In today’s day and age, patterns which romanticize suffering and pain have a strong contemporary resonance with TV shows, movies and novels which are filled with tragic stories that are displayed in idealized forms, ultimately leading to a deep-rooted belief that suffering is a necessary condition of the female existence.
The prime-time television show which gained massive popularity, “Humsafar”, portrayed Khirad, the protagonist as an icon of suffering who becomes a moral compass for her husband. Khirad was the epitome of endurance who was also victimized by misfortunes. She reconciled with the same husband who threw her out of his life due to mistrust which lasted for six years. The audience sees Khirad thanking god for restoring “her lost dignity” which spreads the message that if a woman is patient enough in the face of hardships and humiliation, she will be rewarded in due time, giving a false sense of achievement and security. Remaining silent is what drives the serial’s plot forwards with the protagonist, Khirad, emerging as a household name, as a role model, indicating the problematic endemic regression of society.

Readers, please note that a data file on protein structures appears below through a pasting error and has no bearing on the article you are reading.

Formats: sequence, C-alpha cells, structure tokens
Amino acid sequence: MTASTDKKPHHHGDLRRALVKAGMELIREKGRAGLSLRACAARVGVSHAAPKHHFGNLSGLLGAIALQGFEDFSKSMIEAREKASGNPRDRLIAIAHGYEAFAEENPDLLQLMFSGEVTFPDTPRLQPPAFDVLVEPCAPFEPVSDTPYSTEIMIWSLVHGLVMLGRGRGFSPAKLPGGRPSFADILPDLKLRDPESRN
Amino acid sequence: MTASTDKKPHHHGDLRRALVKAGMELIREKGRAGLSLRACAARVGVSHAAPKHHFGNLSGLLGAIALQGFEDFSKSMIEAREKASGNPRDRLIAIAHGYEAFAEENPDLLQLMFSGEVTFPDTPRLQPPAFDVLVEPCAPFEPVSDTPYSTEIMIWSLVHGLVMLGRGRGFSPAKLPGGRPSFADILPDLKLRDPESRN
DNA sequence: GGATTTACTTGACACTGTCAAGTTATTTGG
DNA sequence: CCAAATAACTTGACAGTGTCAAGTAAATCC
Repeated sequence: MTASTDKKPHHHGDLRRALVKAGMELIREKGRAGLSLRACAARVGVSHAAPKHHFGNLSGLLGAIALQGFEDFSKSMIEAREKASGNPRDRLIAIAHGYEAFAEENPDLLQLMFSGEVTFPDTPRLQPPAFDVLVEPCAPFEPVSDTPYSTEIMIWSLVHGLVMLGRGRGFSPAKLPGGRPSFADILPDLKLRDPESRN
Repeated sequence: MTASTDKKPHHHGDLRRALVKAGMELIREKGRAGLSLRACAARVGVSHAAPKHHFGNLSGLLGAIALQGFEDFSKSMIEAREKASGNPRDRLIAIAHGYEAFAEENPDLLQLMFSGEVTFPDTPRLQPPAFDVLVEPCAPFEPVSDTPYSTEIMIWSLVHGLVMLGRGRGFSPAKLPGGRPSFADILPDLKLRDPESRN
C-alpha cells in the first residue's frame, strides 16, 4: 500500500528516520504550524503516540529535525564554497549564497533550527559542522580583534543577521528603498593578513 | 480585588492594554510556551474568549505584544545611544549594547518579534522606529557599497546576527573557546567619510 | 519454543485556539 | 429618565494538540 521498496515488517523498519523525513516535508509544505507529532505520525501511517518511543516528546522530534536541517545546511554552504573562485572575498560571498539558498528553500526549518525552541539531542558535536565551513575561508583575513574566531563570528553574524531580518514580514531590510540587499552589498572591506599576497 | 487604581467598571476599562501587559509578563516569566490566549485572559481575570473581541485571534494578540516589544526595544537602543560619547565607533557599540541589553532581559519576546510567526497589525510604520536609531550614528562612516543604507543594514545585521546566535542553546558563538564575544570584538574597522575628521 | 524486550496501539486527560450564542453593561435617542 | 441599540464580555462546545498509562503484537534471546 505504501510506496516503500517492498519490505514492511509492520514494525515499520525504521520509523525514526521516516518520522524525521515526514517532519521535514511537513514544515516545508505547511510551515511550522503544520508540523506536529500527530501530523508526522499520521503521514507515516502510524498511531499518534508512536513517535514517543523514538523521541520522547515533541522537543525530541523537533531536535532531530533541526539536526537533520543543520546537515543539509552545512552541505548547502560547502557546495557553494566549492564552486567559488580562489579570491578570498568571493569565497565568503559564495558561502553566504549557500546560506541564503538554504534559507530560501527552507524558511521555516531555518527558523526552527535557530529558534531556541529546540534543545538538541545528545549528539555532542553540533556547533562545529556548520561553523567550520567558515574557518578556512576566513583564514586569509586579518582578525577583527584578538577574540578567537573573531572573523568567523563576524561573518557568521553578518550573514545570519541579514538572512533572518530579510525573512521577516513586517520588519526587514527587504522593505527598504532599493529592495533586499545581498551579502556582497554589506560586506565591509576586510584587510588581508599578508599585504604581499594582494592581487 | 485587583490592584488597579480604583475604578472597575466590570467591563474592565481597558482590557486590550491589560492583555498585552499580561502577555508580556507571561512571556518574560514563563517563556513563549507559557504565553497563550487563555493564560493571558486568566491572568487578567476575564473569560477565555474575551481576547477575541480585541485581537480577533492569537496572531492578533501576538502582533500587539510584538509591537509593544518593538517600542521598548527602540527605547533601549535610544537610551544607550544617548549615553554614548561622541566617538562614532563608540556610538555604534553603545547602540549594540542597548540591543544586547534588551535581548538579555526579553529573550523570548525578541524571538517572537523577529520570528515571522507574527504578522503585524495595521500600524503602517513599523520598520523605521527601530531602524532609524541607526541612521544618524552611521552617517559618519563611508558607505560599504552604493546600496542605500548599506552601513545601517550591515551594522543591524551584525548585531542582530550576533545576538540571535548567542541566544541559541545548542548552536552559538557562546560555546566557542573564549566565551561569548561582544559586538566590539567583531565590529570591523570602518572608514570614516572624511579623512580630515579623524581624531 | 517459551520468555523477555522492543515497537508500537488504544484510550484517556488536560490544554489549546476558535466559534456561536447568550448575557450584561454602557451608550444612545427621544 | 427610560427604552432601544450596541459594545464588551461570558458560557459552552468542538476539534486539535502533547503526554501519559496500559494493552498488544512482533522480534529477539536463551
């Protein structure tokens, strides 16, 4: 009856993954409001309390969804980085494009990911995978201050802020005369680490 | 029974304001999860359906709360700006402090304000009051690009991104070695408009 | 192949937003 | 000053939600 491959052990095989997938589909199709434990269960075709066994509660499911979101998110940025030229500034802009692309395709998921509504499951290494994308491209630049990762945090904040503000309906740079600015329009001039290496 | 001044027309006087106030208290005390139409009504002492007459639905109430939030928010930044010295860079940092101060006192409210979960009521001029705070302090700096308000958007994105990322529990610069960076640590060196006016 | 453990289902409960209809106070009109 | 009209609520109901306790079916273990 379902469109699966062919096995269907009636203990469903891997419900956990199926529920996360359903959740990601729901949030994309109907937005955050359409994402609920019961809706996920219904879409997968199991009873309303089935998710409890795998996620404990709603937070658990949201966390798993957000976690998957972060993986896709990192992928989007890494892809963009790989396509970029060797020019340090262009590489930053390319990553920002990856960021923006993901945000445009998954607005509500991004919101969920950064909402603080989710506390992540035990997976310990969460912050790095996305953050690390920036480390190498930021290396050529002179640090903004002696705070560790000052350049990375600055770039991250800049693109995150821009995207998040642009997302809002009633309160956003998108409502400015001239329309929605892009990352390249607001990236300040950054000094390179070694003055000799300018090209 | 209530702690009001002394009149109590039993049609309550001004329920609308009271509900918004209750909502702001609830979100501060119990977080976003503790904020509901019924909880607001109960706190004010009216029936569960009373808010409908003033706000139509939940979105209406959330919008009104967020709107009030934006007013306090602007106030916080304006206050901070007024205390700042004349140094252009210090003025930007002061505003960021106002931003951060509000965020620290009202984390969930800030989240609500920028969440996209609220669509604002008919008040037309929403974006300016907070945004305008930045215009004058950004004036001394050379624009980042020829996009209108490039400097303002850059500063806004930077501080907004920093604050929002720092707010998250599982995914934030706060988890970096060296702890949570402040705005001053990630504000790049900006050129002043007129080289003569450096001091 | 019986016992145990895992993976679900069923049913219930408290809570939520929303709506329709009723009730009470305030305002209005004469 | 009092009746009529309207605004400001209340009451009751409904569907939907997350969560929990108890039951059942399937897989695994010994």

Gayatri Spivak’s “can the subaltern speak?” utilizes subaltern to refer to a disenfranchised and marginalized subject who reside out of power. For Spivak, leftist intellectuals romanticize the oppressed and thus replicate the same colonialist discourses that they are trying to criticize.